From the start Industrial Organization was one of the most popular courses. It always included more than just the study of factory manage- ment. The course was set up by Arch W. Shaw, who came to the Harvard Business School after turning over the administration of his Chicago pub- lishing house to subordinates. At first Shaw relied quite heavily on outside lecturers. In 191 o these included Frederick W. Taylor, Harrington Emerson, Carl Barth, Morris Cooke, Charles Day, and C. H. Going, all leading practitioners of the new systematic and scientific management. Also lec- turing were two senior managers from General Electric. One, W. C. Fish, spoke on “decentralized management.” The other, Russell Robb, had his talks on organization later published.

In the academic year 1911-1912 the school offered a course on Business Policy. Resulting from a series of discussions between Dean Edwin F. Gay and Arch Shaw, “its purpose was to develop an approach to business problems from the top management point of view.”20 At Shaw’s urging, this course and others used the case method of instruction in a manner similar to that developed at the Harvard Law School. Business Policy soon became the core course of the curriculum at the Harvard Business School, and the case method its primary method of teaching. In developing cases and in making assignments, the instructors at Harvard and the other new schools of business were able to draw on the wave of books appearing after 1910 on accounting, finance, marketing, and industrial organization, written by Taylor, Going, Robb, Shaw, Paul T. Cherington, Dexter Kimball, Ralph S. Butler, Hugo Diemer, Lewis D. Haney, Edward D. Jones, and many others.

Another evidence of professionalism was the appearance of the man- agement consultant. Before World War I engineering consultants like Taylor, Emerson, and Cooke were giving professional advice on more than just factory management. By the end of the First World War, firms like Arthur D. Little, Inc., Day & Zimmerman, and Frazer and Torbet had become primarily management rather than engineering consultants.21 As early as 1911, Arthur D. Little was advising General Motors on the creation of a Technical Laboratory. In 1921 Day & Zimmerman had provided, at the request of the bankers who helped the du Ponts refinance General Motors, advice on its internal reorganization. Frazer & Torbet, formed in 1917, advised on the reorganization of both corporate and governmental structures. An early associate and partner, James O. Mc- Kinsey, in 1925 set up his own firm which became and remained one of the leading management consulting firms in the world. By the^ 1920s comparable consulting firms provided expert advice on functional activities, including the newer ones of personnel and public relations.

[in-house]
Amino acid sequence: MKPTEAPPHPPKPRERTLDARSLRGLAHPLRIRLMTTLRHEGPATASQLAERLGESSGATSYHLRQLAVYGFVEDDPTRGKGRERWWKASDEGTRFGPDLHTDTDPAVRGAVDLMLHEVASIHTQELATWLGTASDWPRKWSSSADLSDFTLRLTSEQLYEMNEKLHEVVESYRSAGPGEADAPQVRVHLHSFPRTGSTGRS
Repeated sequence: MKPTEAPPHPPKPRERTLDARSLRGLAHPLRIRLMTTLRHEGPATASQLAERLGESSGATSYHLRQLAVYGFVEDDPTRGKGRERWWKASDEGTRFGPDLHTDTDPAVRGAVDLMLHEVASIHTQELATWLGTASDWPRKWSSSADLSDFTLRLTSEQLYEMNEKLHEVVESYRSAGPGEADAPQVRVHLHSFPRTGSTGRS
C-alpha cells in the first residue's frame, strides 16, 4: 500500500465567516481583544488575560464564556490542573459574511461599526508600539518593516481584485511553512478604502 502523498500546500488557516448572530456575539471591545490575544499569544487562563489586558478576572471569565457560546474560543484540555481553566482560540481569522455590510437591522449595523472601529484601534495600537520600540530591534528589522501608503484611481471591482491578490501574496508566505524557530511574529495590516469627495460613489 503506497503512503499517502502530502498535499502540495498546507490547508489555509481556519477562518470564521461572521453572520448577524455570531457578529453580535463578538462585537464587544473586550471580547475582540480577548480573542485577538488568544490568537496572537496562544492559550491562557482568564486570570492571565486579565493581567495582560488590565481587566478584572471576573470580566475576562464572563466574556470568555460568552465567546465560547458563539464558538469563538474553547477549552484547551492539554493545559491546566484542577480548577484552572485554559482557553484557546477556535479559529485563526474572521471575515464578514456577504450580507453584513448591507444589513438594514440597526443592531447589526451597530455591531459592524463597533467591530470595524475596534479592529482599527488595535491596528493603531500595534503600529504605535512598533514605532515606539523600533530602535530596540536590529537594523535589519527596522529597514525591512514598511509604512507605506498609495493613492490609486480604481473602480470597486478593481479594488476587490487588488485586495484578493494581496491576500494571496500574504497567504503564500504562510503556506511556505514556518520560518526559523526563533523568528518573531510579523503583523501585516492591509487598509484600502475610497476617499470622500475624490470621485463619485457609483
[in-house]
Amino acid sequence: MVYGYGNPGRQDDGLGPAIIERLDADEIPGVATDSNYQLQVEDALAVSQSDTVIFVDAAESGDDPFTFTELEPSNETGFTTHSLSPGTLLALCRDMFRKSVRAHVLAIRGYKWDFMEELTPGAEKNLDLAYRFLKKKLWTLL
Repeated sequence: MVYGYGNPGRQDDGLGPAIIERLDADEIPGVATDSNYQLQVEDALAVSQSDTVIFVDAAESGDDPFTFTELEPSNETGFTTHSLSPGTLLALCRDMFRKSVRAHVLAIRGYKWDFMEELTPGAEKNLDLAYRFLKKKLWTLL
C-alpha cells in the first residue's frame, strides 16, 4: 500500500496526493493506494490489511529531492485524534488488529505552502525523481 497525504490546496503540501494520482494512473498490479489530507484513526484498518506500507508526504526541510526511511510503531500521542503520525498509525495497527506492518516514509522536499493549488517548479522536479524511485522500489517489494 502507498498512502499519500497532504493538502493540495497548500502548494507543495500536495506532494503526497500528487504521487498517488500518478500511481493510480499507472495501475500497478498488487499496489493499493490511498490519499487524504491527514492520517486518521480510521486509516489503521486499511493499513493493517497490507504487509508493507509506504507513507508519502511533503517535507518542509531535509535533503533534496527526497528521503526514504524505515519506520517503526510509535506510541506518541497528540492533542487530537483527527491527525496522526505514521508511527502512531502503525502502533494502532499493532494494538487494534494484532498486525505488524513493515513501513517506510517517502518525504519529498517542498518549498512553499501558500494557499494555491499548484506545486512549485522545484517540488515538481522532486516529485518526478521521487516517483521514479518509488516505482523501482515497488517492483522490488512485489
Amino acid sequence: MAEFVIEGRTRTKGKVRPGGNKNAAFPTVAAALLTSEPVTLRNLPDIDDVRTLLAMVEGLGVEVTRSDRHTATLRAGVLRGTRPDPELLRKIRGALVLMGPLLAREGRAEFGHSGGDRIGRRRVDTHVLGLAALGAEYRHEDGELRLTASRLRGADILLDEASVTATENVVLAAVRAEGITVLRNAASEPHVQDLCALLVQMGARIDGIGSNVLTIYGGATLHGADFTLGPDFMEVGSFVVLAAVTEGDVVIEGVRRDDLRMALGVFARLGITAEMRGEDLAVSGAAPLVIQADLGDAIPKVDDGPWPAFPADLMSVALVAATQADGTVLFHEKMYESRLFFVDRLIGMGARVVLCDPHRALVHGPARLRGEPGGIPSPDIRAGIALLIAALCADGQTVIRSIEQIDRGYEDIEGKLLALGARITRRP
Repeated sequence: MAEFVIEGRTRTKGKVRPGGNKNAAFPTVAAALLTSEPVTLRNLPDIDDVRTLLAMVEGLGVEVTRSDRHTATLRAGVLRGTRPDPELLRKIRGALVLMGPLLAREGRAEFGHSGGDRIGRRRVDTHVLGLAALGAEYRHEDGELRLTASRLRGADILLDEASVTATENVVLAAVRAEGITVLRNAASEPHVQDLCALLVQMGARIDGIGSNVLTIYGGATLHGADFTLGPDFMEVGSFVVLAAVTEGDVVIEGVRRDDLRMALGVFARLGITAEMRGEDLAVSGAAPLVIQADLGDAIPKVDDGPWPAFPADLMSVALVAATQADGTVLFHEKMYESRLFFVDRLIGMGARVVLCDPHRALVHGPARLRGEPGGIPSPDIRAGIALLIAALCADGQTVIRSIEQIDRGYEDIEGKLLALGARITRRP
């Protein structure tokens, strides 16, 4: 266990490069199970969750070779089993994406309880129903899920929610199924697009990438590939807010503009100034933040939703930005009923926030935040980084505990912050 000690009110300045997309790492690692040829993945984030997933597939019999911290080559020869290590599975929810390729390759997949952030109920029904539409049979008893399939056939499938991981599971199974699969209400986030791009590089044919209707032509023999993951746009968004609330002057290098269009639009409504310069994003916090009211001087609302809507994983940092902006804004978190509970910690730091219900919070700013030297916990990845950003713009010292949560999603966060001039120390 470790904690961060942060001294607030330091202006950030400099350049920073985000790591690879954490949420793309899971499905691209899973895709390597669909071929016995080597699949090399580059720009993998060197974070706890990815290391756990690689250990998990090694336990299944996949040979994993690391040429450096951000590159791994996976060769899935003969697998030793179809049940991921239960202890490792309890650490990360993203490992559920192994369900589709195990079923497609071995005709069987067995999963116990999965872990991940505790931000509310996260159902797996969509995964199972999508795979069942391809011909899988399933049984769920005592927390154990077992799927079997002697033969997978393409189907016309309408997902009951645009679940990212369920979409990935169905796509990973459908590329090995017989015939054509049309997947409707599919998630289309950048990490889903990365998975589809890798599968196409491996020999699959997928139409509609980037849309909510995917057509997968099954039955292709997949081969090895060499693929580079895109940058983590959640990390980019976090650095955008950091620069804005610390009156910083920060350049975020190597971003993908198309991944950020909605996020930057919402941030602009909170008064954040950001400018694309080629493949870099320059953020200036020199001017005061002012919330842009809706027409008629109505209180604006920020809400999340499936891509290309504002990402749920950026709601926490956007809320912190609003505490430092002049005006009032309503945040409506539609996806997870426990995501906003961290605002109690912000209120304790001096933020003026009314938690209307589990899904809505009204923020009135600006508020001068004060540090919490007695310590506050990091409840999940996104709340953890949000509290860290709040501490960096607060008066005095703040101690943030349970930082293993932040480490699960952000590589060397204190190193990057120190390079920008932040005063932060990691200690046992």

The appurtenances of professionalism—societies, journals, university training, and specialized consultants—hardly existed in the United States in 1900. By the 1920s they were all flourishing. Even then they were still uniquely American, and did not appear in any strength in other economies until after World War II. They developed in American industry, much as they had in railroading, to provide channels of communication through which managers could review and discuss similar problems and issues. And by providing communication and personal contact they helped to give the corporate managers a sense of self-identification. By attending and partici- pating in the same meetings, by reading and writing for the same journals, and by having attended the same type of college courses, these managers began to have a common outlook as well as common interests and concerns.

The impact of these professional activities was, of course, gradual. In the 1920s the societies were still small, the journals not too widely read, and the business school graduates still in the lower ranks of management. By the mid-twentieth century, however, professionally oriented, salaried career managers were the men who had taken charge of the large multiunit enterprises dominating the critical sectors of the American.economy.

Source: Chandler Alfred D. Jr. (1977), The Visible Hand: The Managerial Revolution in American Business, Harvard University Press.